Big error. iphone core OS is same as OS X. Lot of small applications from OS X could port to iphone without much recoding.


Most iphone games are not available for OS X.

Android has also taken off with commercial applications and it has a Linux kernel. So any kernel design selection has Zero effect on if commercial makers will make for Linux or not.


Android is a completely different subject. It's designed by engineers who actually want to build a platform that encourages development of both proprietary and open source applications.

Linus is the kernel maintainer. Android disproves you point solid. Application developers for over 99 percent of cases don't need drivers custom for them or anything custom in kernel.

I'm not mixing kernel and application development problems, they just happen to intersect in some areas. The main problem with Linux distros is that their distribution systems are designed around open source.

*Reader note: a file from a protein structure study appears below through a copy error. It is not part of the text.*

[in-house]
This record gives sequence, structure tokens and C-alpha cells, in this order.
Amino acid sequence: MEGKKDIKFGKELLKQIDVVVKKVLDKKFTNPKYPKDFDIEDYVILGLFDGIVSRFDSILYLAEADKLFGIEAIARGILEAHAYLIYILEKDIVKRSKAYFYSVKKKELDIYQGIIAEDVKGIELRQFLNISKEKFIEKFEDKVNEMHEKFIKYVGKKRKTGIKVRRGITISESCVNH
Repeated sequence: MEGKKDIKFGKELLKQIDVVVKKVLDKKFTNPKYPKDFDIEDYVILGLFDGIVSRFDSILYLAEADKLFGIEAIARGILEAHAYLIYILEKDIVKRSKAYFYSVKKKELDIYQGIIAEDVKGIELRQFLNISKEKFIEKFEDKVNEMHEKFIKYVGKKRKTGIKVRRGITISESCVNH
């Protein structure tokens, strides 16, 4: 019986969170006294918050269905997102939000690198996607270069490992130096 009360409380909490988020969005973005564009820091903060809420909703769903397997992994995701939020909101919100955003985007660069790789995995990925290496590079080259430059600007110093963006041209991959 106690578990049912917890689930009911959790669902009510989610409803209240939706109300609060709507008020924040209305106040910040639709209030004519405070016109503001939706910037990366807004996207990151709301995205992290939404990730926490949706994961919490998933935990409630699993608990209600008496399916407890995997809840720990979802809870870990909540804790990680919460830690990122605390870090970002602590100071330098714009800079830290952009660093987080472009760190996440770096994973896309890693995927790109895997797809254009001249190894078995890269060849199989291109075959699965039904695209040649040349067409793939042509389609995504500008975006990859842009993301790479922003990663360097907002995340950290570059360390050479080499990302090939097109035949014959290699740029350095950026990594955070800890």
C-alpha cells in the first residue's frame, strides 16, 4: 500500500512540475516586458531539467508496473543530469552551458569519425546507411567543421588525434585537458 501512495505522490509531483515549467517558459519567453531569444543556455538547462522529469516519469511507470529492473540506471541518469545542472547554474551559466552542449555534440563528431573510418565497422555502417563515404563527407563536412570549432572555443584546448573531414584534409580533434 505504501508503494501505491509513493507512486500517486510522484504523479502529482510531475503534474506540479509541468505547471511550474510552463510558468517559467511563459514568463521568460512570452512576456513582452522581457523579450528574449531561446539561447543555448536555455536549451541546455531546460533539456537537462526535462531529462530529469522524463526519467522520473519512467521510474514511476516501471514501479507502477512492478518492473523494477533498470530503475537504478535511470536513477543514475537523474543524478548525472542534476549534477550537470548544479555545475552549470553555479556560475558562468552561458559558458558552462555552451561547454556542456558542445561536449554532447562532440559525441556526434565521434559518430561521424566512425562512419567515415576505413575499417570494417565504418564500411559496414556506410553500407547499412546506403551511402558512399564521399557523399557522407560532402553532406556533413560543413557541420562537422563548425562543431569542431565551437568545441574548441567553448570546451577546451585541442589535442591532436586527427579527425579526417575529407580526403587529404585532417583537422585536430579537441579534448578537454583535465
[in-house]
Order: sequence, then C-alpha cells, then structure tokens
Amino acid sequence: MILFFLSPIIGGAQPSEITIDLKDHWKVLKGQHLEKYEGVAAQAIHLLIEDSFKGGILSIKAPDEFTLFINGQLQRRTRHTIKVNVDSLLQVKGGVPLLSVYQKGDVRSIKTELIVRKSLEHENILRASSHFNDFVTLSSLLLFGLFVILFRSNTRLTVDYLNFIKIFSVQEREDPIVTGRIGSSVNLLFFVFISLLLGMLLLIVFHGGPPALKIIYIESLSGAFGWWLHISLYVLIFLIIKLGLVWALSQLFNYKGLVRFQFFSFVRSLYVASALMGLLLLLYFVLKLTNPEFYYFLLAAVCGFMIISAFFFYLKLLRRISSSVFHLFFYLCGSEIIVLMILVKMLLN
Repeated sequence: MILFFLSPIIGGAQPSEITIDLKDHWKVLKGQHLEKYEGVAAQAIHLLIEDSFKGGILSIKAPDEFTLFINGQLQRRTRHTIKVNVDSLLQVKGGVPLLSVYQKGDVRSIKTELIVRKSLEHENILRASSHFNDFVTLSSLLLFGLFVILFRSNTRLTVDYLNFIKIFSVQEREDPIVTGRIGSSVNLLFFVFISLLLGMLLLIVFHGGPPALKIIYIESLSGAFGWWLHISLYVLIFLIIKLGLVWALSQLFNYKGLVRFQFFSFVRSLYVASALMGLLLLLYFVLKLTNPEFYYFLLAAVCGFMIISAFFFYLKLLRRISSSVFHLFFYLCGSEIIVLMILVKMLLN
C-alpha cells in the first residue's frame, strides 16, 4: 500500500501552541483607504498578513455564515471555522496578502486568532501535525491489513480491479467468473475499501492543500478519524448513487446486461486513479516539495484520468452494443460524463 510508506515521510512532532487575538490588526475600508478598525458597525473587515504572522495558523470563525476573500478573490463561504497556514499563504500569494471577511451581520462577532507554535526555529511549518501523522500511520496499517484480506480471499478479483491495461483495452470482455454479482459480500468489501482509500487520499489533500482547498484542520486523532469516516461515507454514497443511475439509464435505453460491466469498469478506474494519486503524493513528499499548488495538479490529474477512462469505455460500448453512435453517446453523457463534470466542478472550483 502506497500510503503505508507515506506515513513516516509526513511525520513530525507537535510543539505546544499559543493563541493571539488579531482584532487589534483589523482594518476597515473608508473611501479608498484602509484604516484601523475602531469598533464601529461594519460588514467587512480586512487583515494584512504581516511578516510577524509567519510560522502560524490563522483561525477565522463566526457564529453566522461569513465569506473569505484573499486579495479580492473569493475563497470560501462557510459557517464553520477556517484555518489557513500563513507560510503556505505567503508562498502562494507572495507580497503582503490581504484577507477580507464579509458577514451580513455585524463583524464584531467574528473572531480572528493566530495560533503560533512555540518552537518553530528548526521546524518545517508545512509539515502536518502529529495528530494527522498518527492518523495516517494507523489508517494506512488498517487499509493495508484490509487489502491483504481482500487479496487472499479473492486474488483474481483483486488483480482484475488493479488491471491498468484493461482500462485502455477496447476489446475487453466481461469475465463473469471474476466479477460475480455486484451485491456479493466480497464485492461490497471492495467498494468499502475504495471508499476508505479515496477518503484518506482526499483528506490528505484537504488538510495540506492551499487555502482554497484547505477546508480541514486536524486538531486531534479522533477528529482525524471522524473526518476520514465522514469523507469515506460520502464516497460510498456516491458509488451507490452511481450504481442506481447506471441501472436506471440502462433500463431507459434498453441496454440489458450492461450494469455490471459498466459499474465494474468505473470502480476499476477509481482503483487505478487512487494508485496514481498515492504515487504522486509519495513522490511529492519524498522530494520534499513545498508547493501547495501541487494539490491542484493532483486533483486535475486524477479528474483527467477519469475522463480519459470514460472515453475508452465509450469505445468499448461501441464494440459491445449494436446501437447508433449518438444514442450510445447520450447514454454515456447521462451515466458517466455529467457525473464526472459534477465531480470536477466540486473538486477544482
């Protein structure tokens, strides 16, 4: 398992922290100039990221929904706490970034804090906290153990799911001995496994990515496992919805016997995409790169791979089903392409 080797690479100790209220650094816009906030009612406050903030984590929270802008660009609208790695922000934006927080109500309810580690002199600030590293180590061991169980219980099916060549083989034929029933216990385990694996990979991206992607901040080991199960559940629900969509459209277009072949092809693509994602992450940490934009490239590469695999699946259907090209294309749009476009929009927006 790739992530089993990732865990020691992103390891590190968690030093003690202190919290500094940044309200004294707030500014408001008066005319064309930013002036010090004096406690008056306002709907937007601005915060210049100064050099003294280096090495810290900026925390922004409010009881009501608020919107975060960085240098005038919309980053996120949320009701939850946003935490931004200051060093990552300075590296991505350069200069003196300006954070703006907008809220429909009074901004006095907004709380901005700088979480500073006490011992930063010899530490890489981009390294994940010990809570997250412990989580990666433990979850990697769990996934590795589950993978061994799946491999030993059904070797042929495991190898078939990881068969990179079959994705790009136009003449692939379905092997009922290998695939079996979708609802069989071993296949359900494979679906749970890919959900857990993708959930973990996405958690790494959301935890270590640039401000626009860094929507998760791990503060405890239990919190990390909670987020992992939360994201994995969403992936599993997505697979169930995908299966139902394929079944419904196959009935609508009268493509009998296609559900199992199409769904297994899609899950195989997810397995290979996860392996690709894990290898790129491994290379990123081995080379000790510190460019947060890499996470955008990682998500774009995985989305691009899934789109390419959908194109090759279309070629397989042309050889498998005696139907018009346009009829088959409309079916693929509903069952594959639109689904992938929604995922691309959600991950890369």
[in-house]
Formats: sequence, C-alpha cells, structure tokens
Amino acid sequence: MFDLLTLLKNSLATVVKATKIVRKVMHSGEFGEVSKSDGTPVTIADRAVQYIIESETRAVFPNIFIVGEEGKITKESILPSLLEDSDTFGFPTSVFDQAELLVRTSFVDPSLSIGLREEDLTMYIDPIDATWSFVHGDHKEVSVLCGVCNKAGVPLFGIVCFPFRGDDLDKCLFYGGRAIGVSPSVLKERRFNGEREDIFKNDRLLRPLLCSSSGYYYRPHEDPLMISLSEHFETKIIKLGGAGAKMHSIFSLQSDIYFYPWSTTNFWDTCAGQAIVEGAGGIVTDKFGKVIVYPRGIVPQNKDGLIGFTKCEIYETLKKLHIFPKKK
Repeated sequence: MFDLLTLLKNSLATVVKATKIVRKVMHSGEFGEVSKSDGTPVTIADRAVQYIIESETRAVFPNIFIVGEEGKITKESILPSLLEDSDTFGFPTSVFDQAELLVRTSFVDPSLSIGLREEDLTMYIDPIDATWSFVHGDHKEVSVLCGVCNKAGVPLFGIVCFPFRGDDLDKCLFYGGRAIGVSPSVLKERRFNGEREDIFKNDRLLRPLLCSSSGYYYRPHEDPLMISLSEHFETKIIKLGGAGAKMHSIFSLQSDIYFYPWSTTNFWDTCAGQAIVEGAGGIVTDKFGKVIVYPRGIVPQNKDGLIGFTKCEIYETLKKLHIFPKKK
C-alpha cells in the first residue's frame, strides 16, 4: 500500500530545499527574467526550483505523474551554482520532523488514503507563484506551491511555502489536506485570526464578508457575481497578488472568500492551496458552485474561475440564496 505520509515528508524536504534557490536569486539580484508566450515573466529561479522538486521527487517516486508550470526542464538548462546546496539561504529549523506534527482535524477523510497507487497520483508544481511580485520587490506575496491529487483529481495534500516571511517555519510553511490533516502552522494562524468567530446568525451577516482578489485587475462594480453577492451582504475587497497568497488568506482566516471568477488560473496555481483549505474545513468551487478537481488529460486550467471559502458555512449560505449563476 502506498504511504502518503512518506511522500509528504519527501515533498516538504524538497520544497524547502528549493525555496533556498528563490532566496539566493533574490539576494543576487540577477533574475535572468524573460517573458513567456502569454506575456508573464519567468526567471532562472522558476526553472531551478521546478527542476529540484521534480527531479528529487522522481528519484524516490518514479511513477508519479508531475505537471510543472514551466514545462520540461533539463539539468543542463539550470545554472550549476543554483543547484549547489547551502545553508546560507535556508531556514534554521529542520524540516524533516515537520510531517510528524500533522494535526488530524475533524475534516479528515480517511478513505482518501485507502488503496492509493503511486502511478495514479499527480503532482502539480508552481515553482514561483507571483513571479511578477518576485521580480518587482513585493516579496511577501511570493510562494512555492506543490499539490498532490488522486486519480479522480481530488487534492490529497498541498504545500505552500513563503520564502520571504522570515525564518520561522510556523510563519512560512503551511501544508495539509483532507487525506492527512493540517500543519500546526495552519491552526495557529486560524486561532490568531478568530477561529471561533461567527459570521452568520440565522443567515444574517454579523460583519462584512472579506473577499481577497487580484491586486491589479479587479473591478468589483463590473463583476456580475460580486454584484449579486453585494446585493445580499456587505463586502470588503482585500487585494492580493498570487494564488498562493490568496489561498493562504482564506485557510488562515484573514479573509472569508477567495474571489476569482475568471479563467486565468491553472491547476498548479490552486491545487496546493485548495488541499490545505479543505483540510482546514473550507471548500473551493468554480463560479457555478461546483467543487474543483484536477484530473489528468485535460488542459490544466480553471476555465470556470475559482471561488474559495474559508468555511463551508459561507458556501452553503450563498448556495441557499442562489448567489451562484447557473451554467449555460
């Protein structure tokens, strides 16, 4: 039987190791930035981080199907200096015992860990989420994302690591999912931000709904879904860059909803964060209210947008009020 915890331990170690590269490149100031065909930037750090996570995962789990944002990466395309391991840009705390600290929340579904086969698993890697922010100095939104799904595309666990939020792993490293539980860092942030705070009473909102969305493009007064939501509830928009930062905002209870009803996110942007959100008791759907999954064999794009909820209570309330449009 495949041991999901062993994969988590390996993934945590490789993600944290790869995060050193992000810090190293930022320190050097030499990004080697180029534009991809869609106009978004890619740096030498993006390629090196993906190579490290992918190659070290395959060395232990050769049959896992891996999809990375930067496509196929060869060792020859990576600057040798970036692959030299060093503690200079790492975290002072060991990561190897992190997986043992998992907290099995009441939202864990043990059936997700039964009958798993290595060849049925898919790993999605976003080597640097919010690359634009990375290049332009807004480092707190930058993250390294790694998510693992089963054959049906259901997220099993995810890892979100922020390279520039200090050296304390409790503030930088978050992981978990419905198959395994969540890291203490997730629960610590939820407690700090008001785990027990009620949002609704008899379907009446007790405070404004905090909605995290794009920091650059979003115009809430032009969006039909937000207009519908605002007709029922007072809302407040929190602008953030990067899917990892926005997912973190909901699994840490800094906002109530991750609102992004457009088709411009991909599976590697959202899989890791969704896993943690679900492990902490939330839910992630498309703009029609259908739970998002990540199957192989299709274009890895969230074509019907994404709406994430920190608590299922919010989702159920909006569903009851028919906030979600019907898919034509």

Also redhat has more closed source commercial applications from third parties alone while iphone was a small marketshare.


Server applications that are mostly command line or output to a webpage. Those companies only need to target a single distro and their customers are server admins that don't expect the same level of usability. It's a completely different market and one that works.

So its a pure myth that Linux does not have closed source applications.


I never once claimed that it doesn't. Linux is a PITA for companies like EA Games. That's what it comes down to.

The major reason for people not being on for linux desktop pc can be addressed in 2 words. Microsoft Office. The defacto standard that has become. Platform compatibility issues.